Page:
Australian artist Sam Leach, who received his Bachelor of Economics from Adelaide University in 1993, is interested in how wealth is communicated through architectural spaces. There is often an ambiguous attitude towards the pursuit of wealth, and a sense of alienation in its presence. In contemporary culture, corporate spaces must balance a healthy display of success without being too overbearing or excessive in the eyes of the visitor. Several interior features have come to be seen as “corporate,” such as halogen lights, brushed steel elevator doors, and polished beech boardroom tables.
This same ambiguity towards wealth is seen in 17th-century Dutch still life painting, which is full of symbolic references to mortality, wealth, and corruption, including skulls and spoiling luxury foods. Sam Leach, who also received a Bachelor of Fine Arts in Painting from RMIT in 2003 and is in the process of completing his Master of Arts (Fine Arts) at RMIT, combines his economic and artistic interests in his exquisite still life paintings for the Sullivan + Strumpf Fine Art show titled Negentrophies. He chooses preserved game animals, insects, skulls, and other objects indicative of wealth as his subject matter.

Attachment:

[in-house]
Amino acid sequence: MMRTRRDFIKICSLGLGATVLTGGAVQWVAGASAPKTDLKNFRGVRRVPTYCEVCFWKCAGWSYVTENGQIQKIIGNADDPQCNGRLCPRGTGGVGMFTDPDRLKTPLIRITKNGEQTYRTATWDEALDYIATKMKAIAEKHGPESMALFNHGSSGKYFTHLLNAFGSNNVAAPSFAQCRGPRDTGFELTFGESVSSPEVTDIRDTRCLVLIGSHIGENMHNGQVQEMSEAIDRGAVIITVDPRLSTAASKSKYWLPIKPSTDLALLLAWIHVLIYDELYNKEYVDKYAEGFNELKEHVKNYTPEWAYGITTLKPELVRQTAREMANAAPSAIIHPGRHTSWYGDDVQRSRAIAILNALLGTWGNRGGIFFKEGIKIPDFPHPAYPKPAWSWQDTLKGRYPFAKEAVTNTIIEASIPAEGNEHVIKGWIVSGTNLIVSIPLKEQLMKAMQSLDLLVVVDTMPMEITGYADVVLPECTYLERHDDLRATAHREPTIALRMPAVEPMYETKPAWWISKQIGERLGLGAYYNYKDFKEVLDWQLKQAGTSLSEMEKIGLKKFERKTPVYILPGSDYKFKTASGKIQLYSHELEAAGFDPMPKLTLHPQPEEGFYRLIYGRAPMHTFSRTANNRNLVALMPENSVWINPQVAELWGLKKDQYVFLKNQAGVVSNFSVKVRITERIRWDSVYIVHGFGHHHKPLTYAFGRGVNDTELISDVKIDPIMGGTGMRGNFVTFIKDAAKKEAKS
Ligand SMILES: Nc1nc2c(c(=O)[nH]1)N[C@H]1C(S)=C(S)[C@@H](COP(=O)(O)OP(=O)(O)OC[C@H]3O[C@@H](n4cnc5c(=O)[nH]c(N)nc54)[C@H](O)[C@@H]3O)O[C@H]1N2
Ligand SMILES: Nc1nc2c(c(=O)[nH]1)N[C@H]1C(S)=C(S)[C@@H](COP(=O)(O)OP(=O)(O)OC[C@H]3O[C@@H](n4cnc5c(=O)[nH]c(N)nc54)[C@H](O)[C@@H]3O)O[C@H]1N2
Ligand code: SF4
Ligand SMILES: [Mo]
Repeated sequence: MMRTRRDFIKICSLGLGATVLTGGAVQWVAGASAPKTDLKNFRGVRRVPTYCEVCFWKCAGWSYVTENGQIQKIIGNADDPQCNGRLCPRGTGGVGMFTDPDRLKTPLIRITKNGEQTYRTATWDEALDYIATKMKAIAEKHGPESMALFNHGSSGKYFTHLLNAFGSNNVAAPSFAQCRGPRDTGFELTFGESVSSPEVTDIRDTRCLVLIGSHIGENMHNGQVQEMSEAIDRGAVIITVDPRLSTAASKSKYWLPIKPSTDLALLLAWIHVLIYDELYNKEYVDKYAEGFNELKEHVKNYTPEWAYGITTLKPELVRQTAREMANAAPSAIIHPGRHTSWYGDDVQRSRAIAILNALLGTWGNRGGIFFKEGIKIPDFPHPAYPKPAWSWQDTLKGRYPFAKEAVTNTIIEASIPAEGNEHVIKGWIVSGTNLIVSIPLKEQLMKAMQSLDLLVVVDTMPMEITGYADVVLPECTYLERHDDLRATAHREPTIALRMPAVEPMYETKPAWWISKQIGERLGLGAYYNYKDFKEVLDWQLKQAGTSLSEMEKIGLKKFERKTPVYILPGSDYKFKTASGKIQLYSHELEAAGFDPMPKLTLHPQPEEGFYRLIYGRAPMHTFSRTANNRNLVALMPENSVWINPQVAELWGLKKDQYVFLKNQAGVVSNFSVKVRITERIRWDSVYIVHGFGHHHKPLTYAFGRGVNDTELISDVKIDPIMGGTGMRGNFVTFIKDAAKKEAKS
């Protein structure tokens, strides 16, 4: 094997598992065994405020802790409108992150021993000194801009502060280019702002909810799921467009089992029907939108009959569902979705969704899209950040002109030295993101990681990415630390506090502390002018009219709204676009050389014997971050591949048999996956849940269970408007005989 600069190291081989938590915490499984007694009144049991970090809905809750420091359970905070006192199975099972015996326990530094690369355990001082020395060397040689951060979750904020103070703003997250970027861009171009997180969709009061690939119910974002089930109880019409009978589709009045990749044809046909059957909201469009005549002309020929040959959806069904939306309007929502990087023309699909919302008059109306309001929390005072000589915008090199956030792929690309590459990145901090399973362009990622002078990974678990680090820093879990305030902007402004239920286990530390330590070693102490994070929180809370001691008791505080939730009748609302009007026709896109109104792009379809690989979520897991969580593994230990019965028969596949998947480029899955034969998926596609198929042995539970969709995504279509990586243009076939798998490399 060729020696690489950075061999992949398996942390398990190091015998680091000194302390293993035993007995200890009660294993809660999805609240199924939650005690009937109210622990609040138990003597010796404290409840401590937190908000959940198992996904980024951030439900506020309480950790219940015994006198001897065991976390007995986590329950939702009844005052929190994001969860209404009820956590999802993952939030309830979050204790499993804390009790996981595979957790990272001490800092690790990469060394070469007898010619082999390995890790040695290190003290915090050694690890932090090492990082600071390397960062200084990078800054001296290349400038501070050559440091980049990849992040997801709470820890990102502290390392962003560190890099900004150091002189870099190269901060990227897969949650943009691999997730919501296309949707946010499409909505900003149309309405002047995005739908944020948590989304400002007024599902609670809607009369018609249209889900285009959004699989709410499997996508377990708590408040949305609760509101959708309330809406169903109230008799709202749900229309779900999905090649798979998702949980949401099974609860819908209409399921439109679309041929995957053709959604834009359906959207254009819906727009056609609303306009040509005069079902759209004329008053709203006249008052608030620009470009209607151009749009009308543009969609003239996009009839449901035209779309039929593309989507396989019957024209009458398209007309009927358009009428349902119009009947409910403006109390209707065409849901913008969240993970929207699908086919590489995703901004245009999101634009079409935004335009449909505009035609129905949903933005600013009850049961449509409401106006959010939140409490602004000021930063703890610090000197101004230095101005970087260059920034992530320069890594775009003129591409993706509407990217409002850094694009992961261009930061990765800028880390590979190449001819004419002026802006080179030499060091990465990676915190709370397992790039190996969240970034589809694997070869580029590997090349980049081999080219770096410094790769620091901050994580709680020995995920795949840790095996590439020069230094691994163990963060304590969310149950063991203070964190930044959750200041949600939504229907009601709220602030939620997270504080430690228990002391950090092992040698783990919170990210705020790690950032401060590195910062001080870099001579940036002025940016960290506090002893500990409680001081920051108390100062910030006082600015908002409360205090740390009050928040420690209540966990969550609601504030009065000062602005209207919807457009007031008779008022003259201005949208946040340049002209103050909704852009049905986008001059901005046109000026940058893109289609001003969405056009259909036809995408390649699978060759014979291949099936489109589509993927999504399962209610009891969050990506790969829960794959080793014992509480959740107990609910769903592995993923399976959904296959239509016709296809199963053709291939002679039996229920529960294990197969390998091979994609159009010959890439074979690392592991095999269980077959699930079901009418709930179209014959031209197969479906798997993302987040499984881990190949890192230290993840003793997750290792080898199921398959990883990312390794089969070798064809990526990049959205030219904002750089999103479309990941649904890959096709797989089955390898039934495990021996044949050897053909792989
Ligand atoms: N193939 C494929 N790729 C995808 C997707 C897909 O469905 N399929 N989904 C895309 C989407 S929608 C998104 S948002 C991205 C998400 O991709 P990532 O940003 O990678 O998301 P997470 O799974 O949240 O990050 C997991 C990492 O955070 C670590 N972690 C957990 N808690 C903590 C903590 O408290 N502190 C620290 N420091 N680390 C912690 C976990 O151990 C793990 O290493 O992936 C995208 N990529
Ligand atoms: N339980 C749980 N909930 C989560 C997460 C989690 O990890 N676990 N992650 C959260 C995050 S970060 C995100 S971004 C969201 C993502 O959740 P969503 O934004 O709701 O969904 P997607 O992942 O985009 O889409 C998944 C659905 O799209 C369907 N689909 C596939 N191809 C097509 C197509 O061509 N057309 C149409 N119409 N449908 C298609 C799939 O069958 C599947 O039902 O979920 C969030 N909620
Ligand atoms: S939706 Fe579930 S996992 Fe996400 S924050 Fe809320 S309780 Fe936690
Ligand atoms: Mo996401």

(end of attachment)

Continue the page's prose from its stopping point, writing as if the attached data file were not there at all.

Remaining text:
The artist states he is “investigating how the aesthetics of corporate space convey attitudes towards wealth and power using the conventions and principles of Dutch painting as a frame of reference.” The artist paints darkly lacquered, fascinatingly detailed and hauntingly beautiful images of animals and relics. Meticulous attention is paid to each subject, echoing the fine calibration seen in nature. He encases each painting in a layer of glossy resin, recalling the glossy expanses of polished stone seen in corporate spaces. Through exquisite lighting and compositional simplicity, Leach evokes the transience of life and wealth. Leach was voted one of the ’50 Most Collectable Artists’ by Australian Art Collector magazine in 2007 and 2008. The exhibition Negentrophies will be showing at Sullivan+Strumpf Fine Art in Sydney from March 18 – April 6, 2008.